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April 4, 2013

Originally posted on Research & Collections:

by Meg Lowman

Jameson Adams, Frank Wild and Eric Marshall (from left to right) plant the Union jack at their southernmost position, 88° 23′, on 9 January 1909. The photograph was taken by expedition leader Ernest Shackleton. (Public Domain)

Jameson Adams, Frank Wild and Eric Marshall (from left to right) plant the Union jack at their southernmost position, 88° 23′, on 9 January 1909. The photograph was taken by expedition leader Ernest Shackleton.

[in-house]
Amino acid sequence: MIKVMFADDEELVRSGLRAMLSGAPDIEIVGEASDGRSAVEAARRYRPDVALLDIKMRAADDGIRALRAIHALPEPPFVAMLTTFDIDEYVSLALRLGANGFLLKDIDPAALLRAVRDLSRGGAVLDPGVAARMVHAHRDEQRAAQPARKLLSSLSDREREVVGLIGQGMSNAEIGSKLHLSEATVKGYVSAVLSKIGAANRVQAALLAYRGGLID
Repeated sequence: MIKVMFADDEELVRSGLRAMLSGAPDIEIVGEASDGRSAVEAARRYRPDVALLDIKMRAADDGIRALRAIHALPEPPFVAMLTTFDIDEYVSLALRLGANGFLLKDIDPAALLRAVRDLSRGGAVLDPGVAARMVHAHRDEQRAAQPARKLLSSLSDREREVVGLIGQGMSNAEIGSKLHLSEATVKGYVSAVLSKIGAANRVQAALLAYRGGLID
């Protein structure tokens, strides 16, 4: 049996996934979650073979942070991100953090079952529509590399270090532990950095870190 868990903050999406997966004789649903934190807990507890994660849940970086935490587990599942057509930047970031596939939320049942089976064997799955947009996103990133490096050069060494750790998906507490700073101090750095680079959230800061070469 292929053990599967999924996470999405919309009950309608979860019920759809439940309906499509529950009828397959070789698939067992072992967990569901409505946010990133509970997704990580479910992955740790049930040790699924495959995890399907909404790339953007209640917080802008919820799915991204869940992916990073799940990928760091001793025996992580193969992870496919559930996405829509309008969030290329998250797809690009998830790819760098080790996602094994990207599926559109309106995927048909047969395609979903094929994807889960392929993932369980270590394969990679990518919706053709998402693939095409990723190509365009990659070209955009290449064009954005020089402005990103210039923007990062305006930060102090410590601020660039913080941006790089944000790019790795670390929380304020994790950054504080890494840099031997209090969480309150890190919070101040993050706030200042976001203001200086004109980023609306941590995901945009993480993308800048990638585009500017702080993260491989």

Men wanted for hazardous journey. Small wages, bitter cold, long months of complete darkness, constant danger, and safe return doubtful. Honor and recognition in case of success.

Ernest Shackleton

The Who’s Who of global exploration gathered in March, celebrating the 109th year of The Explorers Club. Eating exotic critters, sharing new limits to the endurance of the human spirit, and wearing indigenous dress — explorers swarmed the ballroom of the Waldorf Astoria Hotel in New York City which is a far cry from the rigors of Antarctic huts, Amazon forest canopies, Everest base camps, and undersea submersibles. The exploration theme for the 2013 annual meeting was “Sacred Places,” and six who received awards…

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